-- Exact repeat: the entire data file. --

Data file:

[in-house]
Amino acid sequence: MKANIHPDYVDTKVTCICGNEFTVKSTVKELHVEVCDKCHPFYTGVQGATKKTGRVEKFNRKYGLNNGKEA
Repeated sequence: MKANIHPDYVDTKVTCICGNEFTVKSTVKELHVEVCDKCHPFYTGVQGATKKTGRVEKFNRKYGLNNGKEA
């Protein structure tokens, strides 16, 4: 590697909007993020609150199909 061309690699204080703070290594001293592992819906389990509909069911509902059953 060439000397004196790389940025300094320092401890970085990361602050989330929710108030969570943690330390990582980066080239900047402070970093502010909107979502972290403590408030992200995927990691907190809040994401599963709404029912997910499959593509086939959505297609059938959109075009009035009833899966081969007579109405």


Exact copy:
[in-house]
Amino acid sequence: MKANIHPDYVDTKVTCICGNEFTVKSTVKELHVEVCDKCHPFYTGVQGATKKTGRVEKFNRKYGLNNGKEA
Repeated sequence: MKANIHPDYVDTKVTCICGNEFTVKSTVKELHVEVCDKCHPFYTGVQGATKKTGRVEKFNRKYGLNNGKEA
């Protein structure tokens, strides 16, 4: 590697909007993020609150199909 061309690699204080703070290594001293592992819906389990509909069911509902059953 060439000397004196790389940025300094320092401890970085990361602050989330929710108030969570943690330390990582980066080239900047402070970093502010909107979502972290403590408030992200995927990691907190809040994401599963709404029912997910499959593509086939959505297609059938959109075009009035009833899966081969007579109405």